Millennial CIOs are likely to want more feedback from all sides before making a purchasing decision. In addition to their peers, they will probably involve their IT team in considering new products, and weigh several competing factors of a given solution or strategy before deciding to implement something new. Because they’re risk-takers, they are also likely to skip seeking permission, opting to ask for forgiveness instead if something goes wrong.
Want more information on millennial CIOs or this incoming wave of millennial workers? Contact The Armada Group today. We successfully place millennials and other top IT professionals in positions across the nation.
The Bring Your Own Device (BYOD) phenomenon is still under debate in many workplaces. Some employers have strict policies that prevent employees from using personal devices like smartphones, tablets, and laptops at work. Others allow limited usage under guided policies — and some feel there’s no point trying to stop the flood of devices, and do nothing.
The use of personal devices is spreading faster than any new technology before, and there are already more smartphones than people in the United States. Should your company give in to the BYOD pressure? Here are the pros and cons of allowing personal devices in the workplace.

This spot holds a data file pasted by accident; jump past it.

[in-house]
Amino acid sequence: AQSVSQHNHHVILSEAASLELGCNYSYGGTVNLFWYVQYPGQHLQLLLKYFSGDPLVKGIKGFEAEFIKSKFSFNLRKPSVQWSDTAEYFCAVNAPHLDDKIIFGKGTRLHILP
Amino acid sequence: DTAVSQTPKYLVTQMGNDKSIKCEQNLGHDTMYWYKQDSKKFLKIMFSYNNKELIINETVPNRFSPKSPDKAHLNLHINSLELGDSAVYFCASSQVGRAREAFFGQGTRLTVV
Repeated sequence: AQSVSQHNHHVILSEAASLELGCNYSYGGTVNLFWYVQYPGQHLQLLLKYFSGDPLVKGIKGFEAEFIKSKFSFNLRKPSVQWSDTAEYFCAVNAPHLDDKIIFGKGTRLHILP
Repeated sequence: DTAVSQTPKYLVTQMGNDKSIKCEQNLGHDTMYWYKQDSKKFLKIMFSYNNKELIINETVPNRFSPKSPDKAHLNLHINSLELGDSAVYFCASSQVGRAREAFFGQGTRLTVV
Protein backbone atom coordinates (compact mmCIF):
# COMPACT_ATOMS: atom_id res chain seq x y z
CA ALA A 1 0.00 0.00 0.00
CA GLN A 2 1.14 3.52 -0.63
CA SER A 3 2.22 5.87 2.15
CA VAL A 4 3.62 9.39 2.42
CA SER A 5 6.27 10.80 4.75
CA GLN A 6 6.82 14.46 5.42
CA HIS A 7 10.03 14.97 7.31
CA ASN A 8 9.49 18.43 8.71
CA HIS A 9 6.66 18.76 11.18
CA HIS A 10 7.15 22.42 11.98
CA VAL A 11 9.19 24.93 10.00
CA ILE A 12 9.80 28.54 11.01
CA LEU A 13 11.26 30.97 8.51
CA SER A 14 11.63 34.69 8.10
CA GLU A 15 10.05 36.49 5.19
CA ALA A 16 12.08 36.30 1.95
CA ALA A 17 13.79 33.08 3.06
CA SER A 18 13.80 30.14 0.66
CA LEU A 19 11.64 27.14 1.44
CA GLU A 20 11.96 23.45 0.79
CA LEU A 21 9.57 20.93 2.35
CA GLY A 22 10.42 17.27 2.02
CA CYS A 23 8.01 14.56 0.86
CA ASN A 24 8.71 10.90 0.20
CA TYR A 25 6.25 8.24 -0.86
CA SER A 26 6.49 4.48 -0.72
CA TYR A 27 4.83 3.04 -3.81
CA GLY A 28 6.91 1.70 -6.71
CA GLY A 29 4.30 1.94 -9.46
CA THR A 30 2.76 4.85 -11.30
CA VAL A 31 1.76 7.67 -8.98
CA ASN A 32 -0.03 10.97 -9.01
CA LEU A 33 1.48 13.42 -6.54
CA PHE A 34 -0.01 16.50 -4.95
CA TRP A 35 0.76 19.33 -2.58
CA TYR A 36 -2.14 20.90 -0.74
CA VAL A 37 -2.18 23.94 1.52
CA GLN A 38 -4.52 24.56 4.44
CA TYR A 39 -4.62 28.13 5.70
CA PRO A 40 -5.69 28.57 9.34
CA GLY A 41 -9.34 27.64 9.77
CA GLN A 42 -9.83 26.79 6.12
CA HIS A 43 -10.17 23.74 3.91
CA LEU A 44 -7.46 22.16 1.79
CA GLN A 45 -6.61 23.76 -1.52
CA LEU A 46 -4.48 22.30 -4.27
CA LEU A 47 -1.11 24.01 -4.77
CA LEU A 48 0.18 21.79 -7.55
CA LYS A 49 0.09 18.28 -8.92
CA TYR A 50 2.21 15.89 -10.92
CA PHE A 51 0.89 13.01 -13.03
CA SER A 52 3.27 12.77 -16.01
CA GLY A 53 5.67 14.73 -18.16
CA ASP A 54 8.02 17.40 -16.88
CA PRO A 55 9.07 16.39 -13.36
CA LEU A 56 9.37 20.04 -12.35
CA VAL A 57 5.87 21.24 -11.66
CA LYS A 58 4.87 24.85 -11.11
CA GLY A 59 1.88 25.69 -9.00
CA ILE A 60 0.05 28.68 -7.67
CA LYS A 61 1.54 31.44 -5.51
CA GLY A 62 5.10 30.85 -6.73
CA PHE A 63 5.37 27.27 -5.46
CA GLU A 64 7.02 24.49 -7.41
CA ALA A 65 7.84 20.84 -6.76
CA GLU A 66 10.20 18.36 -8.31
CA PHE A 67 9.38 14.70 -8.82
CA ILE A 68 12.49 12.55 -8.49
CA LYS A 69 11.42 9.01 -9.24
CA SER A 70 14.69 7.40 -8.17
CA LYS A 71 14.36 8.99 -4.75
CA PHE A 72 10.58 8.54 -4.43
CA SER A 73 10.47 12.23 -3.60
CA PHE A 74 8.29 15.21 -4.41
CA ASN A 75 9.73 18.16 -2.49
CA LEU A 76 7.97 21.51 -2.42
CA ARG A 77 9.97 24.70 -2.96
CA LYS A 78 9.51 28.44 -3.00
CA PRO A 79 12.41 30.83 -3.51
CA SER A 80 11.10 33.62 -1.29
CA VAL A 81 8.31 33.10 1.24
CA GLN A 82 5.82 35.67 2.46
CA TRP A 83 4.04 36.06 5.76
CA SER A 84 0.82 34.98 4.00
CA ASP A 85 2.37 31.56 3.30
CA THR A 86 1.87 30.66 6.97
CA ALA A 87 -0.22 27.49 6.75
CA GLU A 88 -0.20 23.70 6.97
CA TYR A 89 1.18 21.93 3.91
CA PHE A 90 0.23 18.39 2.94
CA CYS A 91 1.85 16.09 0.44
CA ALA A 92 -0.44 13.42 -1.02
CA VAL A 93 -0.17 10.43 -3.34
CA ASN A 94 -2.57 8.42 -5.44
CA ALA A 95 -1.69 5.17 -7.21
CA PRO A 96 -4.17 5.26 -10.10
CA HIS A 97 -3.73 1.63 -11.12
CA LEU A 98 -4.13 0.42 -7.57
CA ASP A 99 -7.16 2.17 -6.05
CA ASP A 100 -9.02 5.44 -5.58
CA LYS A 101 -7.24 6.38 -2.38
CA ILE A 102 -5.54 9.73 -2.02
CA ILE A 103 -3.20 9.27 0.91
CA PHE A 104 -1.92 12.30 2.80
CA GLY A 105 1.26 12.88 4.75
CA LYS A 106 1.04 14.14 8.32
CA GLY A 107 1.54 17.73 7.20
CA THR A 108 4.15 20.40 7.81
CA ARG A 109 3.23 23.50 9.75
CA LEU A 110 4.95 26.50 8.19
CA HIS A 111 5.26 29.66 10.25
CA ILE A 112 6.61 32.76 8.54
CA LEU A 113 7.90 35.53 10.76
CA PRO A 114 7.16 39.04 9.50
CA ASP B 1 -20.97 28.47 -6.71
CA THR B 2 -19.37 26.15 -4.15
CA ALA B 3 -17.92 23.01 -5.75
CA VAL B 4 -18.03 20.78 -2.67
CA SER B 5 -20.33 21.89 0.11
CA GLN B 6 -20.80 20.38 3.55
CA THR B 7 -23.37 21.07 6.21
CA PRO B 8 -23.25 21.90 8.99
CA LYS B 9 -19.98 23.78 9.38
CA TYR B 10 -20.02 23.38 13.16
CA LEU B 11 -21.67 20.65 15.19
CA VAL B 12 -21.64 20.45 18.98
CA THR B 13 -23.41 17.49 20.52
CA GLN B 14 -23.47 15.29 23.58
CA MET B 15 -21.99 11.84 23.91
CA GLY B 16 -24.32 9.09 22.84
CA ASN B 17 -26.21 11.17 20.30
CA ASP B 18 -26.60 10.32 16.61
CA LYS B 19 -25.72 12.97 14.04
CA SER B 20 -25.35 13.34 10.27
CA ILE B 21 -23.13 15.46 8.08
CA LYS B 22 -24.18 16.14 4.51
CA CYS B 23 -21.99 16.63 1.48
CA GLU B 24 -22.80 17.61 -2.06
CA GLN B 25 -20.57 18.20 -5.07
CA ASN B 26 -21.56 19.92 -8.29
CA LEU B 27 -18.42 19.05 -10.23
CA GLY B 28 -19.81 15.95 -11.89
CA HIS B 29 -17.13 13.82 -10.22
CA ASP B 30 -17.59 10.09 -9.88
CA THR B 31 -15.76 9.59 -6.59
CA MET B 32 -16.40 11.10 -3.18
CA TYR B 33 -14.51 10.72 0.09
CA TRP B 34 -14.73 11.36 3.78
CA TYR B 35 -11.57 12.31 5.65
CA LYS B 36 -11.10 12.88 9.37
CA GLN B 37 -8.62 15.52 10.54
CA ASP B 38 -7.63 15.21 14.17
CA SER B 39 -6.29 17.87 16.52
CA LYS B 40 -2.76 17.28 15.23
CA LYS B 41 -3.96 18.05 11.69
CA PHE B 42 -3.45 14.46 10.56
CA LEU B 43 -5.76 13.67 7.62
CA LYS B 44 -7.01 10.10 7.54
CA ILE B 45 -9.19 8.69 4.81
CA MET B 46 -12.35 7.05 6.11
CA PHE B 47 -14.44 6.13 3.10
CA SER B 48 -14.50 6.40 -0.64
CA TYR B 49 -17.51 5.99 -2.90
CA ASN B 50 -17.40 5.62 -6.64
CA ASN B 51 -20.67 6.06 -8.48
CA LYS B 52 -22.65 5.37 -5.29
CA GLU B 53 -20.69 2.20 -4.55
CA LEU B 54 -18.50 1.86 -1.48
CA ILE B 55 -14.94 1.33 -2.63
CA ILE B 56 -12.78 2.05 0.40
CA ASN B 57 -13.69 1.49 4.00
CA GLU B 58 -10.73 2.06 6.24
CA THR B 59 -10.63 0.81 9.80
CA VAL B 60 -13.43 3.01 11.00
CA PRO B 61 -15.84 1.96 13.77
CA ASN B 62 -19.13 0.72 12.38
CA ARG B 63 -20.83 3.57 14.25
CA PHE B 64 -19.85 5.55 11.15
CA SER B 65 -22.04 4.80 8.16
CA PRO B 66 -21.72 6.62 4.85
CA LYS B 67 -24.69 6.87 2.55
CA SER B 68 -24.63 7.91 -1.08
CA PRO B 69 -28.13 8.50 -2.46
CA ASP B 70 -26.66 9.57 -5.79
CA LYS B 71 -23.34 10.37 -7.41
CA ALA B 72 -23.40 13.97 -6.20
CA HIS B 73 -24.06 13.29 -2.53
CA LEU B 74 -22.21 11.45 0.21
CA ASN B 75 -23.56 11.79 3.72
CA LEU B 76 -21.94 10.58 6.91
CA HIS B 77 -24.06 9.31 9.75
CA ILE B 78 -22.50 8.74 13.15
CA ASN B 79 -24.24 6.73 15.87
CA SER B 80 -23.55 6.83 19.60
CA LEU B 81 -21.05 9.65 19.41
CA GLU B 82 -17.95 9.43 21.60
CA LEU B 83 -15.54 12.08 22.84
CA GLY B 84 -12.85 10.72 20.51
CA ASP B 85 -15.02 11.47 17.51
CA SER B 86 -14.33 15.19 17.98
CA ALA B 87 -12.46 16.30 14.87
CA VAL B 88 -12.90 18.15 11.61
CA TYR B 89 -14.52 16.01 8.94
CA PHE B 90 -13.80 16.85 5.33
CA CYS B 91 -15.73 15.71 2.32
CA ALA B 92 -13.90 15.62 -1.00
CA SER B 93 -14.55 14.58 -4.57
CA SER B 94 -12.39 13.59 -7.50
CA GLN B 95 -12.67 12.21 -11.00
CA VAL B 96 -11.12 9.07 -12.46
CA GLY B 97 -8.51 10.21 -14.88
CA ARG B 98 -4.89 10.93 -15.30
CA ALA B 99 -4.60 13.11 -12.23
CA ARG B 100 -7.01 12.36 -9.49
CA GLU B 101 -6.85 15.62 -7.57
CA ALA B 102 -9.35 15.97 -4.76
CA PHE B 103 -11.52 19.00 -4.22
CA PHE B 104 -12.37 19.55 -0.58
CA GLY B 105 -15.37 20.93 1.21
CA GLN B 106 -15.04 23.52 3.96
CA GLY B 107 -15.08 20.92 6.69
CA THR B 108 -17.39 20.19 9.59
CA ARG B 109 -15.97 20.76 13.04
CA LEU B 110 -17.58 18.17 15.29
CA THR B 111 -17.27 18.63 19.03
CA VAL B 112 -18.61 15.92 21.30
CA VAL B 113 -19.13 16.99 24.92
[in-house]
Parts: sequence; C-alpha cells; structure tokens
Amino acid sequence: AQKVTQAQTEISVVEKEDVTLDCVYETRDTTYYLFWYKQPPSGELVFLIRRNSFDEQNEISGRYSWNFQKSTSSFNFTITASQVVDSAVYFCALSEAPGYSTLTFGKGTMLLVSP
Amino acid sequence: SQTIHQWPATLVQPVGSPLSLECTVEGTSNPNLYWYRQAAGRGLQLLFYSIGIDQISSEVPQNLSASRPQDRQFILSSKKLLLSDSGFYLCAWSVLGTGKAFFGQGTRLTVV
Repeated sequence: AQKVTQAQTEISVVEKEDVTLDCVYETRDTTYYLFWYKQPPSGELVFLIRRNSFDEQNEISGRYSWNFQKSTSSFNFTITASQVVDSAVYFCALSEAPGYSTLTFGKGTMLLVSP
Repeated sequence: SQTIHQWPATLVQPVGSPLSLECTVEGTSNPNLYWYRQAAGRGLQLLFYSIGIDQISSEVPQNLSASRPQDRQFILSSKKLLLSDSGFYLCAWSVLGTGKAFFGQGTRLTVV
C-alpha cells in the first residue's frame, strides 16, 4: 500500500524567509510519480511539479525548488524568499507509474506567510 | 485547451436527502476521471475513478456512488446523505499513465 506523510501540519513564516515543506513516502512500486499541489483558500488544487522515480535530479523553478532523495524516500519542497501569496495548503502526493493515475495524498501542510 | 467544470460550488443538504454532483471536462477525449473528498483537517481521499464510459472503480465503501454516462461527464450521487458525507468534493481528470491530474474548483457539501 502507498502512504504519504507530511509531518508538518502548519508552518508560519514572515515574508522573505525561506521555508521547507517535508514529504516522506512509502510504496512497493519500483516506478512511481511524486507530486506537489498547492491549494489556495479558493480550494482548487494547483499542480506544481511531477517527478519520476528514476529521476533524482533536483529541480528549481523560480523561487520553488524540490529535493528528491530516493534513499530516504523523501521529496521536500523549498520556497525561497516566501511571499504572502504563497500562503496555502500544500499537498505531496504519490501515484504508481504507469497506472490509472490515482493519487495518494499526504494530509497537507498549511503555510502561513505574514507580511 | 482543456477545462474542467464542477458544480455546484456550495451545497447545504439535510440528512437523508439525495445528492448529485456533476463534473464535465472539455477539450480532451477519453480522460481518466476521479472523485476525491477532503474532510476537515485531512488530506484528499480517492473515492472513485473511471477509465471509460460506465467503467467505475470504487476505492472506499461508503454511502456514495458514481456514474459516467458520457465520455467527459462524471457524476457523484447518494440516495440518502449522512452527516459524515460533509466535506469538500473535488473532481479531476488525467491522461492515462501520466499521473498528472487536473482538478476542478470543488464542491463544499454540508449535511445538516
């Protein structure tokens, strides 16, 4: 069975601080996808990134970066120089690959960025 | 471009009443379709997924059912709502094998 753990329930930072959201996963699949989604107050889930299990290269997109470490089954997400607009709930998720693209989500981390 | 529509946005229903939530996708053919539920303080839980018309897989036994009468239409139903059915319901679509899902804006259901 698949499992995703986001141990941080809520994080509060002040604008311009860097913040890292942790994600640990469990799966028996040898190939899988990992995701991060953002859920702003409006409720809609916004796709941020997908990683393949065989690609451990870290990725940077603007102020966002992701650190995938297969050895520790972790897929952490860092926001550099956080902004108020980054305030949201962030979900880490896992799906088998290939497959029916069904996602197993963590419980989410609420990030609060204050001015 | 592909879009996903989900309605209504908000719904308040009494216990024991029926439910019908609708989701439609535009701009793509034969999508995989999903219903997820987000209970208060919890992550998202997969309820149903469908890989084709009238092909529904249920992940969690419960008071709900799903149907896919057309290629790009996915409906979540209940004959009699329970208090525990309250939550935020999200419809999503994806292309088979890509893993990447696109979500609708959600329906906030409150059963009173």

The Pros: BYOD and consumerization
Allowing employees to use personal devices at work can do more than satisfy their desire to check Facebook on their lunch breaks. BYOD has been linked to the consumerization of IT — an emerging process that’s helping to connect companies with customers, develop stronger consumer relations, and increase employee participation and job satisfaction.
The benefits of IT consumerization through BYOD for your company include:
- Faster communication and more efficient mobile employees through the internal use of personal devices
- Increased consumer relationship building and the ability to shape customer perceptions of your company with consumer tools, especially social networking